You owe it to yourself to research the policies of any company that has access to this trail. I have asked companies questions like these: How and where do you store my data? How long do you store my data and what do you do with it after that? Do you have a system that reports when employees are looking at my data for no good reason? I have immediately stopped using certain services because their answers have been so unsatisfactory There are many companies that make every effort to collect information about you but almost no effort to protect it. You have to assume that unless a company has a very strict data-destruction policy, they will keep your data forever. You have to assume that unless a company has a very strict data-protection policy, they may at some point allow it to be compromised.

Consider the Zuckerberg Approach

Finally, some people may need to consider the Zuckerberg approach. For most people in most situations there is probably no good reason to cover your webcam and microphone. If the computer sits in your office facing a wall and if your conversations are non-confidential, there is not much to gain or lose. But consider the computer that sits in your bedroom with a camera facing the bed. Knowing what you know, might it be a good idea to cover it up? Perhaps so. Even while it’s very unlikely that anyone will ever access it, there is still some measure of risk. If you keep your phone on a bedside table, at least angle the camera away from your bed. For leaders who have a particularly high profile, I would think even more carefully about such precautions in your home and workplace. Be wise as serpents and innocent as doves (Matthew 10:16). Do a bit of research online and see what the experts are saying.

The thing is, we really don’t know who is collecting information about us and what they are doing with it. But we do know that bodies like the NSA are collecting massive amounts of it and storing it all away. If they are, so too are others who may have even more dangerous designs. Though your data may not be used against you today and though it may not come to light tomorrow, it is still there. In an age of ubiquitous data collection, there is wisdom in taking some basic measures of self-protection and self-preservation. I saw many articles from tech-savvy writers remarking on Zuckerberg’s laptop; I didn’t see one that was mocking him or accusing him of over-reacting.

June 28, 2016

Today’s Kindle deals include: The Forgotten Trinity by James White ($1.99); The Cross and Christian Ministry by D.A. Carson ($1.99); Radically Normal by Josh Kelley ($1.99). New from GLH Publications is Counsel for Mourners by John Flavel ($0.99).

Supreme Court Rules on Texas Abortion Case

Joe Carter has a FAQ about yesterday’s troubling ruling from the Supreme Court.

Abortion Forever

On the same subject, Rod Dreher says this: “The bottom line, it seems to me, is that the Supreme Court will never let any state restriction stand meaningfully in the way of the Sexual Revolution. Ever. No federalism, no democracy, not when it comes to defending the Sexual Revolution.”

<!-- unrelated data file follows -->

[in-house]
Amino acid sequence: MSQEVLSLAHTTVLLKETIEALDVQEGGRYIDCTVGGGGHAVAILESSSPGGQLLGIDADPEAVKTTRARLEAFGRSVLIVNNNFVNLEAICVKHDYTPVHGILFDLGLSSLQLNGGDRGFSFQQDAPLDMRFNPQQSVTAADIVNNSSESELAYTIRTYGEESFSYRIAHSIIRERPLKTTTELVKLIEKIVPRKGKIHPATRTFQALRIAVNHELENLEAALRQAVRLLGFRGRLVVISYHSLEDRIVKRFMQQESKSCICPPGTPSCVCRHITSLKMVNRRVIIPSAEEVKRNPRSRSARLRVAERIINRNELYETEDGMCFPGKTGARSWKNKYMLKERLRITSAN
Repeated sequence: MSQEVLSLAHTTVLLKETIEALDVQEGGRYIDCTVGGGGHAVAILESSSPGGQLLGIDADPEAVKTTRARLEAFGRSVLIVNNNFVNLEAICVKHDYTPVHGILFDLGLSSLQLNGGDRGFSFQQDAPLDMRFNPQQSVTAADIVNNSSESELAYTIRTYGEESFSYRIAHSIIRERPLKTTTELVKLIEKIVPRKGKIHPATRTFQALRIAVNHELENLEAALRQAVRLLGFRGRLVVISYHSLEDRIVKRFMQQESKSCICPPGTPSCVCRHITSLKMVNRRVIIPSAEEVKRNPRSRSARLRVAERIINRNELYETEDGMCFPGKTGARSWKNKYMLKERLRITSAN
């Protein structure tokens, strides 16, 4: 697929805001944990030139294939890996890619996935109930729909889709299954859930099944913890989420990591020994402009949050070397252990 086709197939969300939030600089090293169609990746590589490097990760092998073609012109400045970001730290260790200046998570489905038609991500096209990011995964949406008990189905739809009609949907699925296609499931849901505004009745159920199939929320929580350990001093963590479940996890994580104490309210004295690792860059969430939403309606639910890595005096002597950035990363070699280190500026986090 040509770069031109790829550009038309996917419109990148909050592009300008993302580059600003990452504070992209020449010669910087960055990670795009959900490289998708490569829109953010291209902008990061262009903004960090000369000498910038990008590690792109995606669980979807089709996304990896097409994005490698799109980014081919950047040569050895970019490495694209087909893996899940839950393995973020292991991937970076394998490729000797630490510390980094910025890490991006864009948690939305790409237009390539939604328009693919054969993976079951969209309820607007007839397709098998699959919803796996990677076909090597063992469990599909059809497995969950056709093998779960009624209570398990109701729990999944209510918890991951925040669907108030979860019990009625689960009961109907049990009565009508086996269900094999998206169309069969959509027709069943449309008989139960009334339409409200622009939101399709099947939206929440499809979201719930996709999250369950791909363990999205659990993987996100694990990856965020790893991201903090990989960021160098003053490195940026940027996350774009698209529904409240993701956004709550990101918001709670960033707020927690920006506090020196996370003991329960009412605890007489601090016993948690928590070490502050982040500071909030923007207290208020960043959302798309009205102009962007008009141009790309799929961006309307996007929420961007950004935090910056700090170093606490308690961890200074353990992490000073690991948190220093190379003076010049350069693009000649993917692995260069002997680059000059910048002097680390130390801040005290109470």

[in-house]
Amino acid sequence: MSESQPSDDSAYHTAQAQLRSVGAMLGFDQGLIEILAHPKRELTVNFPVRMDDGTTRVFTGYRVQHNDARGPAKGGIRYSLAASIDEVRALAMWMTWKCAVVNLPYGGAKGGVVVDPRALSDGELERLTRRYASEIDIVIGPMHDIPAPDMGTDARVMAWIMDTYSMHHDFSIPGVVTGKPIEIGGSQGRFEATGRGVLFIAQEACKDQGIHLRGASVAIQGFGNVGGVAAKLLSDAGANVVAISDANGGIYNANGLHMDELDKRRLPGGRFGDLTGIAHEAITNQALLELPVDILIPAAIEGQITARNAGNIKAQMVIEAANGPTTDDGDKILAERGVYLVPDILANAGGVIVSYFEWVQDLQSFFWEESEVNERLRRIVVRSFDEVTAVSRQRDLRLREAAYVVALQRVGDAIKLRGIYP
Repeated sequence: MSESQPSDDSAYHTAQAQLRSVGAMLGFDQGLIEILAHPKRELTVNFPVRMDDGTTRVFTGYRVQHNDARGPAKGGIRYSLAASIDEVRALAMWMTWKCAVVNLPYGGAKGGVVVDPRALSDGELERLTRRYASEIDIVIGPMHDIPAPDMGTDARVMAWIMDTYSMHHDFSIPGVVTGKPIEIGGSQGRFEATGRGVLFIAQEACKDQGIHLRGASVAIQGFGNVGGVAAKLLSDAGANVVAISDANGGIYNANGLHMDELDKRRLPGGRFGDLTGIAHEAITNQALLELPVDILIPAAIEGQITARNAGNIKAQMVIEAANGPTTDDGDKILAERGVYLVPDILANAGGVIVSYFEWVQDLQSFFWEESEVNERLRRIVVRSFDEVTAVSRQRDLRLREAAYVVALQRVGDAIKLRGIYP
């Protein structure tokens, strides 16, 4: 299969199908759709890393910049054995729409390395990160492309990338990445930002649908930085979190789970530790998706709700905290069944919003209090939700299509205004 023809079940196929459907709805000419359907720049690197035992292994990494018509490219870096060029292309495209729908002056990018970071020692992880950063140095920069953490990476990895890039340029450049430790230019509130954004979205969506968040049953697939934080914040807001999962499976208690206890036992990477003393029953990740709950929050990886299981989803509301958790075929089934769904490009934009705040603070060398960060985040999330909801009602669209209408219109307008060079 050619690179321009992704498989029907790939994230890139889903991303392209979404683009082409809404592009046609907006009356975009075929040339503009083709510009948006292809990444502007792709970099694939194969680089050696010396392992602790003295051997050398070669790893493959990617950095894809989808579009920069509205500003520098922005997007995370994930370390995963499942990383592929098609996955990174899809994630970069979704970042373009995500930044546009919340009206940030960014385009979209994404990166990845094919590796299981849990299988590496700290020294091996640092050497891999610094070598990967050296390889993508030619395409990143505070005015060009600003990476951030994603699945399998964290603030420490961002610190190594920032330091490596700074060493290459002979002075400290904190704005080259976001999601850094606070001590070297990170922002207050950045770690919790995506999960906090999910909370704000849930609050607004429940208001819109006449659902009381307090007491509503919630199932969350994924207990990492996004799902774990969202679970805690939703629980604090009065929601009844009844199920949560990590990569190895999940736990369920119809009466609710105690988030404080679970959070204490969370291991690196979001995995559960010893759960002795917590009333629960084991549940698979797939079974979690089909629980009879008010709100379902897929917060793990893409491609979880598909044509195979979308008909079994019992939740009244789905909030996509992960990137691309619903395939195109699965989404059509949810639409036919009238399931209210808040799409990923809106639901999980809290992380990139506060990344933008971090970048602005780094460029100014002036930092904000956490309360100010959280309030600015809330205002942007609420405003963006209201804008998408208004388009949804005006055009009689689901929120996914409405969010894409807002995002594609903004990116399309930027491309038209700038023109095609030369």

7 Lies We Tell Our Children

“We all lie to our kids. Sometimes it’s on purpose and for what we deem a good purpose. Sometimes it’s because we so want them to believe something, to feel better, to overcome a challenge, or to work through pain that we will say anything to try to help. Sometimes it’s because we’re idiots and just don’t realize what we’re doing. Here are seven of the most common lies parents tell kids.”

The Trinitarian Debate: Some Reflections and Cautions

This is a great word from Iain Hamilton. “In no sense am I denigrating passionate debate or seeking to downgrade the importance of doctrinal accuracy. I am, however, pleading for theological debate between brothers that is courteous without being anodyne, passionate without being derogatory, Catholic spirited without being partisan.”

Past the End of My Rope

Charlene Nelson shares a blog and poem that come from past the end of her rope.

Calvinist Batman

I recently recorded a podcast with Calvinist Batman. Yes, Calvinist Batman. You can listen in here.

This Day in 1851. 165 years ago today, Eliza E Hewitt, American Presbyterian church worker and devotional author was born. Four of her hymns still endure. Had she never been bed-ridden, she might not have written them. Among the best known are: “Give Me Thy Heart, Says the Father Above,” “Sunshine in My Soul,” and “Will there be any Stars in My Crown?” *

Mary Willson on Domestic Violence

Here’s a brief clip from TGC.

Exhortation to Students of Theology

Danny Hyde: “Since theological seminaries have recently held graduations and a new class of students will soon enter, I thought it would be a fun exercise to write a post on ‘the learned Doctor’ William Ames’ advice to theological students.”

Flashback: Death Is No Escape

Seven years ago today I was reflecting on attrocities and assuring myself and others that death is no escape from justice.

Spurgeon

If we never have headaches through rebuking our children, we shall have plenty of heartaches when they grow up. -C.H. Spurgeon

Look Into the Mirror
June 27, 2016